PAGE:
Re/Max on the rise

Sales: Enthusiastic agents, who pay a franchise fee and get 100 percent commissions, are a driving force in the company.

October 07, 2001|By Hope Keller | By Hope Keller,SPECIAL TO THE SUN

Norma Jean Marsho was about to quit the real estate business in 1980. Bosses' pets and the emphasis on big producers "just made me sick," she said.

Yet she already had bought tickets for the annual real estate convention in Ocean City, so she and a couple of girlfriends decided to go anyway.

Expecting the usual industry hobnobbing and hors d'oeuvres, Marsho instead met an "on-fire" guy - a Re/Max agent.

"What is a Re/Max?"

That's what Marsho and others were asking at the 1980 convention. The agent gave Marsho an answer - and in the process persuaded her to give his company a try before she quit the business altogether.

Good thing she listened.

Today Marsho is the broker-owner of Re/Max Columbia, with offices in Columbia and Ellicott City and about 96 agents who did $373 million worth of business last year. Through July of this year, the total was $314 million. She just bought herself an apartment at the beach.

"I was leaving the real estate business if I had to stay in a traditional company," Marsho said.

Instead, Marsho got converted. And she's not alone.

Re/Max International Inc., which recruits other companies' top-selling agents with near-evangelical fervor, has made great gains in the Baltimore area.

While the handful of local Re/Max franchises is not close to unseating Long & Foster Real Estate Inc. and O'Conor, Piper & Flynn ERA for market dominance, in dollar terms, Re/Max is making its mark. Since 1996, in the Baltimore area the company has tripled its number of agents, doubled the number of offices and more than doubled its sales volume.

"One of my agents once said that [Re/Max] was like a cult," said Cathy Werner, broker-owner of Re/Max American Dream, which has 75 agents based in offices in Bel Air, Lutherville and Perry Hall who sold $175 million worth of real estate last year. Through July of this year, agents sold real estate worth $189 million. "Re/Max agents are so happy."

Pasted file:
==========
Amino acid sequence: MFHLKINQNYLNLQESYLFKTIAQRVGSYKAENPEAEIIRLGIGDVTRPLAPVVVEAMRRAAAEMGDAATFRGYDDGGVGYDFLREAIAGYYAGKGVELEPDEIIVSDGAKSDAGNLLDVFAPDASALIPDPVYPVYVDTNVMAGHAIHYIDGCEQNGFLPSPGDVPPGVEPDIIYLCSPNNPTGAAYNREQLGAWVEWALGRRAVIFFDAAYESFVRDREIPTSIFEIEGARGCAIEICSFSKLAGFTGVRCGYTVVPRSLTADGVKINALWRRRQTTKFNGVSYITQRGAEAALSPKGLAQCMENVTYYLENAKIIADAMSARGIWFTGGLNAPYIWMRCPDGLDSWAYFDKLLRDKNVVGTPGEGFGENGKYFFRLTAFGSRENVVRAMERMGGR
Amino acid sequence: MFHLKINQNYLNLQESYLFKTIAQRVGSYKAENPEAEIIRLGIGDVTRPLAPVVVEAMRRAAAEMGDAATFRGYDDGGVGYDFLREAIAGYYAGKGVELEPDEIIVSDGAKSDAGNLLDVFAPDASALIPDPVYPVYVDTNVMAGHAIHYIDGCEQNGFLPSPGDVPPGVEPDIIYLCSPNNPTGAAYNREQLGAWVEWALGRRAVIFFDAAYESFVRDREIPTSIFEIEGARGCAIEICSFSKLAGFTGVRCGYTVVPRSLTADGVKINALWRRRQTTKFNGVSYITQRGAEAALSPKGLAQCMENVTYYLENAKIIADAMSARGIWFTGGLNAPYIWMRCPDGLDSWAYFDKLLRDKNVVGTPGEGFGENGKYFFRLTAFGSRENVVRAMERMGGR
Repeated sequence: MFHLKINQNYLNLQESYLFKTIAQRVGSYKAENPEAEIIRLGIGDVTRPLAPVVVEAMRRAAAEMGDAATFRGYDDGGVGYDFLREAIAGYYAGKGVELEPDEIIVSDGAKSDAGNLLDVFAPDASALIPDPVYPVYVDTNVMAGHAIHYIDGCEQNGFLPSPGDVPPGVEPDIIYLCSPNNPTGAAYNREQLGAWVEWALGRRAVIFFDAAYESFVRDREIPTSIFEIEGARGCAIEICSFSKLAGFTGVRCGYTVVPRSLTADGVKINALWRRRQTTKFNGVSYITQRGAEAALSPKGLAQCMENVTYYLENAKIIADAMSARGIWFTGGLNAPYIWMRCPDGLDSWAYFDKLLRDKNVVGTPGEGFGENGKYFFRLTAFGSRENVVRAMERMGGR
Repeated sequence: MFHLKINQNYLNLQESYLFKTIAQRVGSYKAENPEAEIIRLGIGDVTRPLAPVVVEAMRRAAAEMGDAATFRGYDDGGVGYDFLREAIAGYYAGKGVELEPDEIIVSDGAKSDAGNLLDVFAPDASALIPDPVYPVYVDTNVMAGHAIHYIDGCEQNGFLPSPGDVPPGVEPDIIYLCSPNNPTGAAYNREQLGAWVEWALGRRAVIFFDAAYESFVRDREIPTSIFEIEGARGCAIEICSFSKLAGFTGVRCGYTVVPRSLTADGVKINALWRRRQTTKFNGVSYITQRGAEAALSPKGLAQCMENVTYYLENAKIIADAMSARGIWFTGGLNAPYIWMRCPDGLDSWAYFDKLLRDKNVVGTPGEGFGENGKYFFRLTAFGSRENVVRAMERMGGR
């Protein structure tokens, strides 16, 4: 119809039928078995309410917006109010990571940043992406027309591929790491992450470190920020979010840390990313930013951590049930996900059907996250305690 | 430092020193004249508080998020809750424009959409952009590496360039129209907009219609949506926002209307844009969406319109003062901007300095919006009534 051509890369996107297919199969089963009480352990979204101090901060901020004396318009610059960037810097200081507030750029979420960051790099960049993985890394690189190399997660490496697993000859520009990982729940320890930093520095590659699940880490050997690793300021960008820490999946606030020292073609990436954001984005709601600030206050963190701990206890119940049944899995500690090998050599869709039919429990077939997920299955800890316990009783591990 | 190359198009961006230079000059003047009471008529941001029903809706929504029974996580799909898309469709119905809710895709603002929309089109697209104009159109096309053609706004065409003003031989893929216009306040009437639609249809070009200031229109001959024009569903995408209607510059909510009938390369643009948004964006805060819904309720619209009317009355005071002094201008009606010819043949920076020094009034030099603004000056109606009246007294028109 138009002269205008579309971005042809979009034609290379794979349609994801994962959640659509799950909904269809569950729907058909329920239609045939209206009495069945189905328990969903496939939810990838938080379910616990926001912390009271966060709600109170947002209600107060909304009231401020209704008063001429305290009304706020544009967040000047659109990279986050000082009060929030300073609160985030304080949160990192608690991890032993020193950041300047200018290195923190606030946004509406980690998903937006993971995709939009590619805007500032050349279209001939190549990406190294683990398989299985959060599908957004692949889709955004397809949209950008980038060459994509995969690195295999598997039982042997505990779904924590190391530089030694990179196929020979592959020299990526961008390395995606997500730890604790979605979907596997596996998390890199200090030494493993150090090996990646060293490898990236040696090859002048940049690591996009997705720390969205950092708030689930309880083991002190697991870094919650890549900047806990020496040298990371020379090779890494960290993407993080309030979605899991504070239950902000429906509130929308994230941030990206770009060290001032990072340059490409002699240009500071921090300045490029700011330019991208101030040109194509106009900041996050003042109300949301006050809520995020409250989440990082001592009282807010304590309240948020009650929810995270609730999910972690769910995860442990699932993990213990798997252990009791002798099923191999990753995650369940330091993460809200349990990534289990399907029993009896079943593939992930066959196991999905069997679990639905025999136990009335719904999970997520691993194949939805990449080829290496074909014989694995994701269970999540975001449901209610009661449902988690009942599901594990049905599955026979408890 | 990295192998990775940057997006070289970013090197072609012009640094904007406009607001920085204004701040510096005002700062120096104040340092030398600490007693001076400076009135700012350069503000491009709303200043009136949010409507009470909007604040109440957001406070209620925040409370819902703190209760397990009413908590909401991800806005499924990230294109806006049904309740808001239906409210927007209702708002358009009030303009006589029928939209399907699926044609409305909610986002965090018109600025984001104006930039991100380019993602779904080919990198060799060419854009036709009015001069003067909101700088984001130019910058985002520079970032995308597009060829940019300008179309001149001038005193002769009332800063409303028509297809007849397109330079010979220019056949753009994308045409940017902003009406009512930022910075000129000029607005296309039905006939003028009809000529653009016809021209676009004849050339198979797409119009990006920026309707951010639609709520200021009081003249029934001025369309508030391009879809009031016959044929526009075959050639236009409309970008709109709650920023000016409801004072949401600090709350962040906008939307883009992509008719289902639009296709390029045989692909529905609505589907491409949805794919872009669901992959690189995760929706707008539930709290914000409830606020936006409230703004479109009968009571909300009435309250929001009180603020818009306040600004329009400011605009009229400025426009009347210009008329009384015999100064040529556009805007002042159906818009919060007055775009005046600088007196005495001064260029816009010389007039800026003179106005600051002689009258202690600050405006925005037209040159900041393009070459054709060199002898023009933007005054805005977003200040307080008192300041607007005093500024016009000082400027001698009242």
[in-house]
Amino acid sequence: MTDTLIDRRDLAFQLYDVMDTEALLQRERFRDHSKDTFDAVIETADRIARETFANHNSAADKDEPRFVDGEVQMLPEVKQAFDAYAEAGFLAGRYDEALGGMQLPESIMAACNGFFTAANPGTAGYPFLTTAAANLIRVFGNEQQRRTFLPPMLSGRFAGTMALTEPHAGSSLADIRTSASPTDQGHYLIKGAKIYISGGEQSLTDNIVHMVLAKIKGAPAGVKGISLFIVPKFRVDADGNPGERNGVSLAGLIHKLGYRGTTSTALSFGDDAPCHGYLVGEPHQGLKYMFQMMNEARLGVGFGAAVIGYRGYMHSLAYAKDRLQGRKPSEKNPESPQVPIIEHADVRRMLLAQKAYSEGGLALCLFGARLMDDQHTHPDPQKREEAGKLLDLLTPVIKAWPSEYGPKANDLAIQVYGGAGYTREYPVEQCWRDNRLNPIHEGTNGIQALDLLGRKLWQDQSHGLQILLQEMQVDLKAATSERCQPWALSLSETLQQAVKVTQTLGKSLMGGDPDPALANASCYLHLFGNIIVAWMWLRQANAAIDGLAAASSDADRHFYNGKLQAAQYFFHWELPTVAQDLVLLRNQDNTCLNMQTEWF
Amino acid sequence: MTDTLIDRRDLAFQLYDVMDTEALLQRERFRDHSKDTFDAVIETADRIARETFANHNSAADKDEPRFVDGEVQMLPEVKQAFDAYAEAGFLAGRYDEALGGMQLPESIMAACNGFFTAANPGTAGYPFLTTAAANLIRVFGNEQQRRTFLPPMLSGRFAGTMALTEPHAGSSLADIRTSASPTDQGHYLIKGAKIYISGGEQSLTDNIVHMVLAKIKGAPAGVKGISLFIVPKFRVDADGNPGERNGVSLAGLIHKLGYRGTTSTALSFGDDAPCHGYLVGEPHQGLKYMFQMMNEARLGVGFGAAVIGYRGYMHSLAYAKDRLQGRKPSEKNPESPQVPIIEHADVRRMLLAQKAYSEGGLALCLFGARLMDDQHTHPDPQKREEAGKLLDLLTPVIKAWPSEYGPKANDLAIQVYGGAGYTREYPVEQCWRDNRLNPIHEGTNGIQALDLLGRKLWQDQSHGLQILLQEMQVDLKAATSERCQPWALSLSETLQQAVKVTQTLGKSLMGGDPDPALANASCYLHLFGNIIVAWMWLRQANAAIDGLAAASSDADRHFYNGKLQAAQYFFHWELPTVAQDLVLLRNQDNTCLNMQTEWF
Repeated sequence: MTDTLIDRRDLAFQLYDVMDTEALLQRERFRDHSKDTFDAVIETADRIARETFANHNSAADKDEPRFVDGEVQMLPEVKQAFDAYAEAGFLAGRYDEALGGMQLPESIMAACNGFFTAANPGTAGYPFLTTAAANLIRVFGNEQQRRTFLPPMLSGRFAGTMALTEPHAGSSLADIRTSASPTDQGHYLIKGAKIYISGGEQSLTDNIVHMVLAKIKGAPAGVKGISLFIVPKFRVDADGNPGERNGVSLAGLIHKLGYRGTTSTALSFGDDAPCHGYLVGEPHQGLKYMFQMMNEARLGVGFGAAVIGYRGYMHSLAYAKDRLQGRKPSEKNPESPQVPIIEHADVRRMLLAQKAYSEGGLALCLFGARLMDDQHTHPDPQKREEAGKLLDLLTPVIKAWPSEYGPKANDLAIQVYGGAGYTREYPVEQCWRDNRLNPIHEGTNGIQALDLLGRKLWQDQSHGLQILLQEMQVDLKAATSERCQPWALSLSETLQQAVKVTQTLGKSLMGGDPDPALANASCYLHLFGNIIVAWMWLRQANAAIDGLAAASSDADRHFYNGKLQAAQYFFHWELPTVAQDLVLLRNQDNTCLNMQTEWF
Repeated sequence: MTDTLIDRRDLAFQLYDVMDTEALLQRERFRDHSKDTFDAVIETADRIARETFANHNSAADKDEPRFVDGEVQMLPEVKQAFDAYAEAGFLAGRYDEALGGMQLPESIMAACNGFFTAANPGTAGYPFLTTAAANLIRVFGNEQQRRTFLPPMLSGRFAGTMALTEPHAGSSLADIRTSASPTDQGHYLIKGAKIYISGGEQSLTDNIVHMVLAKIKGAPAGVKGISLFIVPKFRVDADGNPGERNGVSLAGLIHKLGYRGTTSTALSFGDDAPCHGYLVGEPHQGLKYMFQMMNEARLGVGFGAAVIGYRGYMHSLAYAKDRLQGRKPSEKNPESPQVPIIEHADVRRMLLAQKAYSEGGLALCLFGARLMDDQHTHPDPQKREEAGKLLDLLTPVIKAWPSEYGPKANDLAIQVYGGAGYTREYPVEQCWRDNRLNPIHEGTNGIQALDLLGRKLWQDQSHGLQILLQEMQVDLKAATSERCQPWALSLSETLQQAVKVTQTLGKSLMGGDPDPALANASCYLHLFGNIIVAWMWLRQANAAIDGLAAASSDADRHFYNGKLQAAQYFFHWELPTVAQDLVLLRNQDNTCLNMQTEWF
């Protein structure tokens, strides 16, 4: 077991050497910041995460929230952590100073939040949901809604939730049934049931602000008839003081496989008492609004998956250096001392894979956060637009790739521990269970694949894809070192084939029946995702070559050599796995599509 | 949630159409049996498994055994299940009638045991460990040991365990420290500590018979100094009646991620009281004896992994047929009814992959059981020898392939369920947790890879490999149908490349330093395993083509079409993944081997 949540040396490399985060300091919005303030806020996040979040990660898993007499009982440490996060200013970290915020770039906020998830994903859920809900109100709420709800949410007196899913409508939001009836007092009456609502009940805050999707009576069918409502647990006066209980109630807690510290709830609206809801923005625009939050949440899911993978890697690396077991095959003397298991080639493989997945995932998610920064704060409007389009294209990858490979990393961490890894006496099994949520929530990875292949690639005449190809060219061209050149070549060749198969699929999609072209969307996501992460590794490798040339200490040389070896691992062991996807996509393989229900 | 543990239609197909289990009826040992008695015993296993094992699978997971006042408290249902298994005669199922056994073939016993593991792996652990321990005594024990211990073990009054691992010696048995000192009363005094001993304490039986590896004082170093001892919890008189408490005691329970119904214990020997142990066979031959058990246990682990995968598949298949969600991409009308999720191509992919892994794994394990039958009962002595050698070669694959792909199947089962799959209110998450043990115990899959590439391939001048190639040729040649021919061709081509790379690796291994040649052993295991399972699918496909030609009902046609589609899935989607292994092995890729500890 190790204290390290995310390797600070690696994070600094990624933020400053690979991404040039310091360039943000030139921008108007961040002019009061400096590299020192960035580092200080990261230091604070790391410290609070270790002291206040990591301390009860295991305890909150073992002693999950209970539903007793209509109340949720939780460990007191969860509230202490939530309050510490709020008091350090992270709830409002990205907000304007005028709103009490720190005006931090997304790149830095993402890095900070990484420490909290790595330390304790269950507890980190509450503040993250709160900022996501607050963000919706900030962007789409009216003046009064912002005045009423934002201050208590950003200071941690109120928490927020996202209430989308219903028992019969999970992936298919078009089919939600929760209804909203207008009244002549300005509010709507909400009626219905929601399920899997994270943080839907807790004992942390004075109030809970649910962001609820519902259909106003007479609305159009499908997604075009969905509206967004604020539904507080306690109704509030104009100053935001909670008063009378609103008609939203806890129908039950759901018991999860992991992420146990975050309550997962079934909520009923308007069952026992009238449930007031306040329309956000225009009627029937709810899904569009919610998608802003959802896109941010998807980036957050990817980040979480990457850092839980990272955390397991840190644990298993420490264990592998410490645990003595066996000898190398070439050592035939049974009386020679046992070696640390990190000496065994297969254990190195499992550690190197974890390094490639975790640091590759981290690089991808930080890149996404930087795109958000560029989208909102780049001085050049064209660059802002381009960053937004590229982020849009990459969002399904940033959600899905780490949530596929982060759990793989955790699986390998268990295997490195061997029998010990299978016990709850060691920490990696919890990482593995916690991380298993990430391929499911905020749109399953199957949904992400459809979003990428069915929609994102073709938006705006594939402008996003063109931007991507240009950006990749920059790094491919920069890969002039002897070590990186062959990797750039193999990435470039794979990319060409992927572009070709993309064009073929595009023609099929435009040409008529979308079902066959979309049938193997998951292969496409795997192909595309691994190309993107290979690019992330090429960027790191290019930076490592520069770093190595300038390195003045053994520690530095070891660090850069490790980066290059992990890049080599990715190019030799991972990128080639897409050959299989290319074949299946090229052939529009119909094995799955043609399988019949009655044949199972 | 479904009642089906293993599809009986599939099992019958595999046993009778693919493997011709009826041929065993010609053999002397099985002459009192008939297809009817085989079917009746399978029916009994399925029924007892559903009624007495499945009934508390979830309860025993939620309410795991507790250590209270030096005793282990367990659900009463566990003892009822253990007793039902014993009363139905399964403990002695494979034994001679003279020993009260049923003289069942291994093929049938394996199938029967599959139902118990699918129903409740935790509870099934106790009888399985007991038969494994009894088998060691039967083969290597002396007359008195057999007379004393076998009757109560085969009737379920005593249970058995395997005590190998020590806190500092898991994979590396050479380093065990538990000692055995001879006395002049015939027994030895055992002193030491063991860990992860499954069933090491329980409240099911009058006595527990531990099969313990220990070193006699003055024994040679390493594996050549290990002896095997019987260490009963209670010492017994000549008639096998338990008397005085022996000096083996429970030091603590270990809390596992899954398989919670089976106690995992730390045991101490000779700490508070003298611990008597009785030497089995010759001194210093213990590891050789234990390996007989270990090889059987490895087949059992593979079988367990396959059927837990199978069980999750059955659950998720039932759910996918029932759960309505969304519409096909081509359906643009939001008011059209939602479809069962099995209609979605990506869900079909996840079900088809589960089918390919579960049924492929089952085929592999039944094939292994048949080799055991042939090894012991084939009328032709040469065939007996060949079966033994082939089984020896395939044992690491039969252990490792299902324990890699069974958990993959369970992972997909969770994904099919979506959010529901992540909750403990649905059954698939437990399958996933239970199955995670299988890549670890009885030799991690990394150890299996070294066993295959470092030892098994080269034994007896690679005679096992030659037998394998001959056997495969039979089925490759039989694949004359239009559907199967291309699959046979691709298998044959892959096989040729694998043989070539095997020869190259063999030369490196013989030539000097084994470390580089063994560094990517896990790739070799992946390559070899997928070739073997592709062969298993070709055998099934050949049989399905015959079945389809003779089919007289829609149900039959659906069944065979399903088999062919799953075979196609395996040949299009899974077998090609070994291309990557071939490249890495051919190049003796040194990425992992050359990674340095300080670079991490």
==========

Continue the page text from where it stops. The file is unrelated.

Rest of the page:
Their enthusiasm is infectious.

Pat Hiban, who runs his own 10-person team at Re/Max Advantage Realty in Columbia, got talked into trying Re/Max by his old high school psychology and sex-education teacher.

Doug Poole, an agent at Re/Max American Dream's Lutherville office and a former broker-owner of a Re/Max franchise, made the leap after he attended a talk by Dave Liniger, who with his wife, Gail, founded Re/Max in 1973 in Denver.

These local Realtors are helping Re/Max - which stands for "real estate maximums" - realize its goals. The company is an international operation, with 68,000 agents in 38 nations, but it is not overlooking Baltimore.

"We will surpass the local companies that at this point have more local market share than we do," predicted Darko Kapelina, head of Re/Max's Central Atlantic region office, in Bethesda. "We're anticipating that over the next 24 to 36 months we will have surpassed local companies for market share in terms of listings sold."

Caution: Semantics are involved here. While Long & Foster and OPF, among others, use the dollar amount of their sales to rank market share, Re/Max uses the percentage of all property listings that it sells to measure its success, Kapelina said.

Re/Max's settled sales volume last year in the greater Baltimore region was $1.5 billion (up from $652.2 million in 1996), half the roughly $3 billion that Long & Foster and OPF each reported in sales for the same area.

Locally, the number of Re/Max agents rose from 231 in 1996 to 667 today, and the number of offices went from 14 to 32. (Many of the local franchises have multiple offices.) Almost all of this expansion has been the result of startups, not the acquisition of existing companies, Kapelina said.

The main difference between Re/Max and so-called traditional firms like Fairfax, Va.-based Long & Foster and Baltimore's OPF is that Re/Max is a "100 percent company": Its agents pay a monthly fee to their franchise and in return keep 100 percent of the commission.

Agents at traditional companies pay no outright fee and split the commission with their franchise owner. The more successful the agent, the higher his or her portion of the commission. Top agents can get 80 percent or more of this "commission split."

"All Realtors know the difference between traditional companies and Re/Max, but 90 percent of the public does not," said Doug Poole, who was the broker-owner of Re/Max Preferred in Lutherville until he sold the franchise to Cathy Werner last year.

Re/Max agents pay roughly $20,000 a year in fees to their franchise, plus smaller amounts to Re/Max International and a Re/Max regional office. (No franchise owner interviewed was willing to say how much agents paid in fees, but some Realtors were more forthcoming.) Fees vary by franchise and geographic area.

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